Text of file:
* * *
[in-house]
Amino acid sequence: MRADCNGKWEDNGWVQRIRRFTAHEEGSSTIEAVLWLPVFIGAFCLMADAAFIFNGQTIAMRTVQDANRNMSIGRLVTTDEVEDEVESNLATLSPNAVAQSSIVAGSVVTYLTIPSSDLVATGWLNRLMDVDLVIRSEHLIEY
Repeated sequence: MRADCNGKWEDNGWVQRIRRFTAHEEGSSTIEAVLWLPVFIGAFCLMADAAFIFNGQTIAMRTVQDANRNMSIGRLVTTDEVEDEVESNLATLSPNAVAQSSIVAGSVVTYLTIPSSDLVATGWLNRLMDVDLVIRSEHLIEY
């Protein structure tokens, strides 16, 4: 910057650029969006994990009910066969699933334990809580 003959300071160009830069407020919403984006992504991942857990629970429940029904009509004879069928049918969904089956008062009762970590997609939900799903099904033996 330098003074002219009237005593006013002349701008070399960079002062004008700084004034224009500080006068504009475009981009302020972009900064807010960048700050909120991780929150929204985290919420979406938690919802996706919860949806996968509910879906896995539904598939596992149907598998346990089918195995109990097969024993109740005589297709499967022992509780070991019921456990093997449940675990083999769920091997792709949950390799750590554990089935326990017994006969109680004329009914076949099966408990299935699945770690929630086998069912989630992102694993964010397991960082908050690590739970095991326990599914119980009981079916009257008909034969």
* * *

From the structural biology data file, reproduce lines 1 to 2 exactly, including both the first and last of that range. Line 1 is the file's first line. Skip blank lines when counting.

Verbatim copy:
[in-house]
Amino acid sequence: MRADCNGKWEDNGWVQRIRRFTAHEEGSSTIEAVLWLPVFIGAFCLMADAAFIFNGQTIAMRTVQDANRNMSIGRLVTTDEVEDEVESNLATLSPNAVAQSSIVAGSVVTYLTIPSSDLVATGWLNRLMDVDLVIRSEHLIEY